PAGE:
Genome Paths A Way to Personalized and Predictive Medicine

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Abstract


The review is devoted to the impact of human genome research on progress in modern medicine. Basic achievements in genome research have resulted in the deciphering of the human genome and creation of a molecular landmarks map of the human haploid genome (HapMap Project), which has made a tremendous contribution to our understanding of common genetic and multifactorial (complex) disorders. Current genome studies mainly focus on genetic testing and gene association studies of multifactorial (complex) diseases, with the purpose of their efficient diagnostics and prevention . Identification of candidate (“predisposition”) genes participating in the functional genetic modules underlying each common disorder and the use of this genetic background to elaborate sophisticated measures to efficiently prevent them constitutes a major goal in personalized molecular medicine. The concept of a genetic pass as an individual DNA databank reflecting inherited human predisposition to different complex and monogenic disorders, with special emphasis on its present state, and the numerous difficulties related to the practical implementation of personalized medicine are outlined. The problems related to the uncertainness of the results of genetic testing could be overcome at least partly by means of new technological achievements in genome research methods, such as genome-wide association studies (GWAS), massive parallel DNA sequencing, and genetic and epigenetic profiling. The basic tasks of genomic today could be determined as the need to properly estimate the clinical value of genetic testing and its applicability in clinical practice. Feasible ways towards the gradual implementation of personal genetic data, in line with routine laboratory tests, for the benefit of clinical practice are discussed.

Introd uction The revolutionary achievements in human genetics such as full genome seguencing, the successful completion of the HapMap program (haploid genome), the rapid development of bioinformatics and nanotechnology, advances in the delelopment of efficient methods for genome analysis are signs of a new era: the era of genomics. The 21st century could well be remembered as the century of genetics [1, 2]. Impressive progress in comparative and functional genomics has assured the widespread introduction of this branch in medicine. Thus, it has led to the emergence and rapid development of medical genomics in which such problems of classical medicine as diagnosis, prevention, and treatment are solved at the level of nucleic acids and the products of their expression: RN A and proteins [3, 4, 5]. The preventive direction in molecular medicine gave rise to predictive medicine (PM). Its main features appear to be its individual (the genome of every human individual) and preventive character (analyses of the genome are possible at any stage of ontogeny, long before the onset of a particular disease). The main principles of predictive medicine and genetic testing (GT) as a methodological basis for PM, as well as the concept of a “genetic passport,” were formulated by us in 2000 [5, 6, 37]. 1. Pol ymorphism of genes as the basis of predictive medicine The genomes of all people, except for identical twins, are different. Pronounced population, ethnic, and, most importantly, individual genome features in translatable parts of genes (exons), as well as in their noncoding sequences (intergenic spaces and introns), are caused by mutations leading to genetic polymorphism (GP). The latter is usually defined as a mendelian trait occurring in the population, at least in two variants, with a frequency of not less than 1% for each one [10]. GPs may be quantitative or qualitative. Quantitative GP is represented by facultative elements, which account for up to 50% of the entire genome. These are micro- and minisatellite DNA, as well as DNA composed of tandem repeats (STR - Short Tandem Repeats), retrotransposons, and extensive repeats with variability in core nucleotide sequence composition – VNTR (Variable Number Tandem Repeats).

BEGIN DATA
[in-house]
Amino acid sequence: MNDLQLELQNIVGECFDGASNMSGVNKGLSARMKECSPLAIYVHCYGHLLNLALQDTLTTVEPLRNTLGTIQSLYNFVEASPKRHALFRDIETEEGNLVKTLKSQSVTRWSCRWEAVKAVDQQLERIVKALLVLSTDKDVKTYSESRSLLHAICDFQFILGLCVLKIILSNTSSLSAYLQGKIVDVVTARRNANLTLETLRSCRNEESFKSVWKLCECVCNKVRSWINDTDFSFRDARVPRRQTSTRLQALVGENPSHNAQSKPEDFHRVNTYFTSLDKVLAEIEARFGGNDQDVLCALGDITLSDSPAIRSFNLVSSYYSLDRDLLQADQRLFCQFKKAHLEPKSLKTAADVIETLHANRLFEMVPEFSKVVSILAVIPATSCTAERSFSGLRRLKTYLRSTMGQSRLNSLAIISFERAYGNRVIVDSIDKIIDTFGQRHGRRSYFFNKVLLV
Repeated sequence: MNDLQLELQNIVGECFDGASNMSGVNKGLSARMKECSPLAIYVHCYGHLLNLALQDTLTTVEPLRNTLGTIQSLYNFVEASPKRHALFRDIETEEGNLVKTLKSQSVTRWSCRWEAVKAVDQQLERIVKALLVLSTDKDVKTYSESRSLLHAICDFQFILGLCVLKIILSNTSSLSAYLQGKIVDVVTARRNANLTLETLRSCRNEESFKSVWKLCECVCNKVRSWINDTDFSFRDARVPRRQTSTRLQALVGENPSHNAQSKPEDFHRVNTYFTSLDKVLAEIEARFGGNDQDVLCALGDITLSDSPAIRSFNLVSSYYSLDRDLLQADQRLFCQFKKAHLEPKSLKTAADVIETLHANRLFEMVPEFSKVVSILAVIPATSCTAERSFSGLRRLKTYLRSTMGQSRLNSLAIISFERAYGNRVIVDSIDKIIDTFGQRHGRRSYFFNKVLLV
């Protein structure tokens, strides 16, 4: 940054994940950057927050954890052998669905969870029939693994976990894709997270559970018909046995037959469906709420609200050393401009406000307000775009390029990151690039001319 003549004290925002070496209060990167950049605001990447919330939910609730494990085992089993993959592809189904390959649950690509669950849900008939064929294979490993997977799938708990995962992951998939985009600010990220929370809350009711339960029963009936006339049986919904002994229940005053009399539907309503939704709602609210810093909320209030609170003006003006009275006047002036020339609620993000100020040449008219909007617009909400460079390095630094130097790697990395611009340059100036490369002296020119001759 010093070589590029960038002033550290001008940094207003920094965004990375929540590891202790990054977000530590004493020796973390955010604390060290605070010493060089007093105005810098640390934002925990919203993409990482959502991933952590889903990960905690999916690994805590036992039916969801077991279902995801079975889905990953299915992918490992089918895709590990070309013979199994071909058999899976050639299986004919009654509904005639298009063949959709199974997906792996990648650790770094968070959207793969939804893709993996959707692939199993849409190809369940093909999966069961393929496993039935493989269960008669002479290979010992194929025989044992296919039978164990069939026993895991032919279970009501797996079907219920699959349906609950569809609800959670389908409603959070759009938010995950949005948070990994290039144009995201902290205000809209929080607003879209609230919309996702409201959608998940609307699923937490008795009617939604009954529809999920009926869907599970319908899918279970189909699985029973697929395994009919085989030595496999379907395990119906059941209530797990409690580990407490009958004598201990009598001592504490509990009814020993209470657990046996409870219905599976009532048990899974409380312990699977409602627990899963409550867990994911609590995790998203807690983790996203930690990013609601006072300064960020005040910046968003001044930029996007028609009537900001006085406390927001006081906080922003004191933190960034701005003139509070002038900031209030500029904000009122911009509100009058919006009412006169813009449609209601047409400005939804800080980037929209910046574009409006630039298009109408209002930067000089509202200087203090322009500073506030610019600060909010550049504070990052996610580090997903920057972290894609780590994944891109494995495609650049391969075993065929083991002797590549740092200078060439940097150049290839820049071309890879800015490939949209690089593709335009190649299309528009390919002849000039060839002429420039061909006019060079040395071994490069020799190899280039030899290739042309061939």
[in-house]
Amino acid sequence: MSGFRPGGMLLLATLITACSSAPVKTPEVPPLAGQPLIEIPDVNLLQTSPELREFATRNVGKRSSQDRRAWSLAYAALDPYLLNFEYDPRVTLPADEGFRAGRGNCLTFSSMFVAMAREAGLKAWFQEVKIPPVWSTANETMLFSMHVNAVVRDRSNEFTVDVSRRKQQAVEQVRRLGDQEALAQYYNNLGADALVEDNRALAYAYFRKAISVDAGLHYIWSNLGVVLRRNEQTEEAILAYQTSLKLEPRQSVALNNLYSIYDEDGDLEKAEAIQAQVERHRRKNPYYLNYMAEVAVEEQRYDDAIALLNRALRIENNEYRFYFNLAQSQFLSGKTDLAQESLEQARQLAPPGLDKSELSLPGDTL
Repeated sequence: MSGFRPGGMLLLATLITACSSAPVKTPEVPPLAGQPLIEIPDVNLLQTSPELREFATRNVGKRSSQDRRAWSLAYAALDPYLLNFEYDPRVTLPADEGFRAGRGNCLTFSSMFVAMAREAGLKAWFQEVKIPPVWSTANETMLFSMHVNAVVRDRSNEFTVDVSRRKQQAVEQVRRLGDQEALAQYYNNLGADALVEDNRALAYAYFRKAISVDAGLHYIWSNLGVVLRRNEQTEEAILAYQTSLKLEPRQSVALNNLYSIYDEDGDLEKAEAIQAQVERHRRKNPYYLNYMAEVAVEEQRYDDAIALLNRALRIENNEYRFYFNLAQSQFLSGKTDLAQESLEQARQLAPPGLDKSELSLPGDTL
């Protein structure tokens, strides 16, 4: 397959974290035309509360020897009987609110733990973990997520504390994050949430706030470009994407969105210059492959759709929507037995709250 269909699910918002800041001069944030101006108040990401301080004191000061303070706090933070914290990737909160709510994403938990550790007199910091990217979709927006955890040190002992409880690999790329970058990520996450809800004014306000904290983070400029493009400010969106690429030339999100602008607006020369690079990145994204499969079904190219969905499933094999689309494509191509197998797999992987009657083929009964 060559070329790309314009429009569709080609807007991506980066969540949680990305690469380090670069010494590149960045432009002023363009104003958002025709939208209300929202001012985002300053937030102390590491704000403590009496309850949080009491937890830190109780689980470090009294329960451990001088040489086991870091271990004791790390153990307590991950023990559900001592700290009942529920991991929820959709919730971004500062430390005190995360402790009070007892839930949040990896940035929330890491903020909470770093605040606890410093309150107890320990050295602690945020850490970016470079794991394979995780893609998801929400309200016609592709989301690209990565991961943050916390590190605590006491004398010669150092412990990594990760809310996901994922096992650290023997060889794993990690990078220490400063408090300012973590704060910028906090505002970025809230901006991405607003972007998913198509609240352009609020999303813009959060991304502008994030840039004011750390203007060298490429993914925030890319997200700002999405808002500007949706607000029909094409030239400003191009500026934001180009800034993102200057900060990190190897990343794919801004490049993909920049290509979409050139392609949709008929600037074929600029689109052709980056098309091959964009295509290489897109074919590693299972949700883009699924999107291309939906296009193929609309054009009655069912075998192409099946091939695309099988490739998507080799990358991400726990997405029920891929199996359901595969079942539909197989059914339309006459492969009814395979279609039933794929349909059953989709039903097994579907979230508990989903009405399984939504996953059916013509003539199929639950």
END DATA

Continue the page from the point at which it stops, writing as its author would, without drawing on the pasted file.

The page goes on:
V S Baranov

Ott’s Institute of Obstetrics and Gynecology, Russian Academy of Medical Sciences

Email: baranov@vb2475.spb.edu

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